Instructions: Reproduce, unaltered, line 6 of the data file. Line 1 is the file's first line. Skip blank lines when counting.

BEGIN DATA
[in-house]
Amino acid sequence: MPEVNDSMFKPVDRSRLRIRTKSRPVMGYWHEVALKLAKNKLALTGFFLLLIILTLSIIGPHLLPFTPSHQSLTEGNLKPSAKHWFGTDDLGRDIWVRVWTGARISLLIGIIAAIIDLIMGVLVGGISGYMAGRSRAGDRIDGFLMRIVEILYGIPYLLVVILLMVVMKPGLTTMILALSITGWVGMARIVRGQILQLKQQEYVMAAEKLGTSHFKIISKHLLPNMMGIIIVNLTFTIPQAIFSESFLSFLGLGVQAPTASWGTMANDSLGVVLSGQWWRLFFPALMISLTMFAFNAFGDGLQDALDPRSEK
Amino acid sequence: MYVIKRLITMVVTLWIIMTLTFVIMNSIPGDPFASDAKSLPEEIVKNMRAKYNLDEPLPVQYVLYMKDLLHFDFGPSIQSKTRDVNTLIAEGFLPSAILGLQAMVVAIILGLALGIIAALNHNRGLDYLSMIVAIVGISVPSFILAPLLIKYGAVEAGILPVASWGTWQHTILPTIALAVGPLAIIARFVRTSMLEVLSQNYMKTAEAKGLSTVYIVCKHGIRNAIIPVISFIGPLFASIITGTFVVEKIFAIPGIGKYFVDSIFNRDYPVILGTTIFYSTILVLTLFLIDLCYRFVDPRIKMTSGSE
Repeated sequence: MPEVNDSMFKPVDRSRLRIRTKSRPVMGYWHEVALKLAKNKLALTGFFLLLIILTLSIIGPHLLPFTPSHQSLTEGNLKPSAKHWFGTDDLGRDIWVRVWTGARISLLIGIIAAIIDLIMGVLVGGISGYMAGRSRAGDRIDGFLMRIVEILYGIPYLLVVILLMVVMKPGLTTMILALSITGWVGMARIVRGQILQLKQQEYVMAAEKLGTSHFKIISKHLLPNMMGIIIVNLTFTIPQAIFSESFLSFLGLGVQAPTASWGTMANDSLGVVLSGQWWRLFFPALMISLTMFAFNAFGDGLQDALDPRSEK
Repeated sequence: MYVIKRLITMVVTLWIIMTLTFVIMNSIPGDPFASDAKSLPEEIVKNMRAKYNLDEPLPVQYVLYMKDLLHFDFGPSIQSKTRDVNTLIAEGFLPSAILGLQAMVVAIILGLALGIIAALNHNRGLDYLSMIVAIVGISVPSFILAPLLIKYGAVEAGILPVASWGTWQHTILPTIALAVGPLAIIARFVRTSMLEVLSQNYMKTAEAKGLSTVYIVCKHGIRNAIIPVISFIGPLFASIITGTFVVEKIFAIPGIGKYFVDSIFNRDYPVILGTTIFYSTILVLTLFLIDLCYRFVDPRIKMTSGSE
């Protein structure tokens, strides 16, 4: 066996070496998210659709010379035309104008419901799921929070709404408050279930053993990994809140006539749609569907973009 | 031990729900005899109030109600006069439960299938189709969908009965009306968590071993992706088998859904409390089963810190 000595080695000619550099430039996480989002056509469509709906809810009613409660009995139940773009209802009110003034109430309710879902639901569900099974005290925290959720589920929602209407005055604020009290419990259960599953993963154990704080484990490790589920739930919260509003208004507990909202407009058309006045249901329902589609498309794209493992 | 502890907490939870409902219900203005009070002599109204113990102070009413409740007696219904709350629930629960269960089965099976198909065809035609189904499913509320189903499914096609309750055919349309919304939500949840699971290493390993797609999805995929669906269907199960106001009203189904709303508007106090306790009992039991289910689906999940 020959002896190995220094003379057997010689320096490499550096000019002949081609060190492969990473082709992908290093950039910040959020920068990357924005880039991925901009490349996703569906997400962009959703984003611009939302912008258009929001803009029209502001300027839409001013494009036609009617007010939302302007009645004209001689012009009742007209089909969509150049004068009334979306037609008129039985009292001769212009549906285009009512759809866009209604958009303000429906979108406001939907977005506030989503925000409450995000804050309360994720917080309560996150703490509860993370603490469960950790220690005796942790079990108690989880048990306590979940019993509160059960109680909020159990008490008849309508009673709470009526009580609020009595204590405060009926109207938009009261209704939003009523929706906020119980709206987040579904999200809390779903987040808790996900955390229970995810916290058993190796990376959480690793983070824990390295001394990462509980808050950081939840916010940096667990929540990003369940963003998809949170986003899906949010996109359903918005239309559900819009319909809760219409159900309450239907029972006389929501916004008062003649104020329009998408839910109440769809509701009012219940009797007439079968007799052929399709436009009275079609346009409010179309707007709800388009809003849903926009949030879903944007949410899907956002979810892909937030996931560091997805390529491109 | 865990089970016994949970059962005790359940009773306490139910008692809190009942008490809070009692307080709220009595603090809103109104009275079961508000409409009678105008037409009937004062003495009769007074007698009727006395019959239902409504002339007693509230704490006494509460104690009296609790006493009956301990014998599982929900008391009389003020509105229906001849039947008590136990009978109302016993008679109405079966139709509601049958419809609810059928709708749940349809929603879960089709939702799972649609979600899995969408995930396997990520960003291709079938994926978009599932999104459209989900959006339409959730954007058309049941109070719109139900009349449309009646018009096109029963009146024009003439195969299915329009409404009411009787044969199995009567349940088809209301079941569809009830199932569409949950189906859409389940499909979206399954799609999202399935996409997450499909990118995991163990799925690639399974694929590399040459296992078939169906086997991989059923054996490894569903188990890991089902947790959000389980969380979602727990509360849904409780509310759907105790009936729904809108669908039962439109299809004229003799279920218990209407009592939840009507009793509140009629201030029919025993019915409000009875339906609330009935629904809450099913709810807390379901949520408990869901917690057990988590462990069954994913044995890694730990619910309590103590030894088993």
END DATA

């Protein structure tokens, strides 16, 4: 066996070496998210659709010379035309104008419901799921929070709404408050279930053993990994809140006539749609569907973009 | 031990729900005899109030109600006069439960299938189709969908009965009306968590071993992706088998859904409390089963810190 000595080695000619550099430039996480989002056509469509709906809810009613409660009995139940773009209802009110003034109430309710879902639901569900099974005290925290959720589920929602209407005055604020009290419990259960599953993963154990704080484990490790589920739930919260509003208004507990909202407009058309006045249901329902589609498309794209493992 | 502890907490939870409902219900203005009070002599109204113990102070009413409740007696219904709350629930629960269960089965099976198909065809035609189904499913509320189903499914096609309750055919349309919304939500949840699971290493390993797609999805995929669906269907199960106001009203189904709303508007106090306790009992039991289910689906999940 020959002896190995220094003379057997010689320096490499550096000019002949081609060190492969990473082709992908290093950039910040959020920068990357924005880039991925901009490349996703569906997400962009959703984003611009939302912008258009929001803009029209502001300027839409001013494009036609009617007010939302302007009645004209001689012009009742007209089909969509150049004068009334979306037609008129039985009292001769212009549906285009009512759809866009209604958009303000429906979108406001939907977005506030989503925000409450995000804050309360994720917080309560996150703490509860993370603490469960950790220690005796942790079990108690989880048990306590979940019993509160059960109680909020159990008490008849309508009673709470009526009580609020009595204590405060009926109207938009009261209704939003009523929706906020119980709206987040579904999200809390779903987040808790996900955390229970995810916290058993190796990376959480690793983070824990390295001394990462509980808050950081939840916010940096667990929540990003369940963003998809949170986003899906949010996109359903918005239309559900819009319909809760219409159900309450239907029972006389929501916004008062003649104020329009998408839910109440769809509701009012219940009797007439079968007799052929399709436009009275079609346009409010179309707007709800388009809003849903926009949030879903944007949410899907956002979810892909937030996931560091997805390529491109 | 865990089970016994949970059962005790359940009773306490139910008692809190009942008490809070009692307080709220009595603090809103109104009275079961508000409409009678105008037409009937004062003495009769007074007698009727006395019959239902409504002339007693509230704490006494509460104690009296609790006493009956301990014998599982929900008391009389003020509105229906001849039947008590136990009978109302016993008679109405079966139709509601049958419809609810059928709708749940349809929603879960089709939702799972649609979600899995969408995930396997990520960003291709079938994926978009599932999104459209989900959006339409959730954007058309049941109070719109139900009349449309009646018009096109029963009146024009003439195969299915329009409404009411009787044969199995009567349940088809209301079941569809009830199932569409949950189906859409389940499909979206399954799609999202399935996409997450499909990118995991163990799925690639399974694929590399040459296992078939169906086997991989059923054996490894569903188990890991089902947790959000389980969380979602727990509360849904409780509310759907105790009936729904809108669908039962439109299809004229003799279920218990209407009592939840009507009793509140009629201030029919025993019915409000009875339906609330009935629904809450099913709810807390379901949520408990869901917690057990988590462990069954994913044995890694730990619910309590103590030894088993």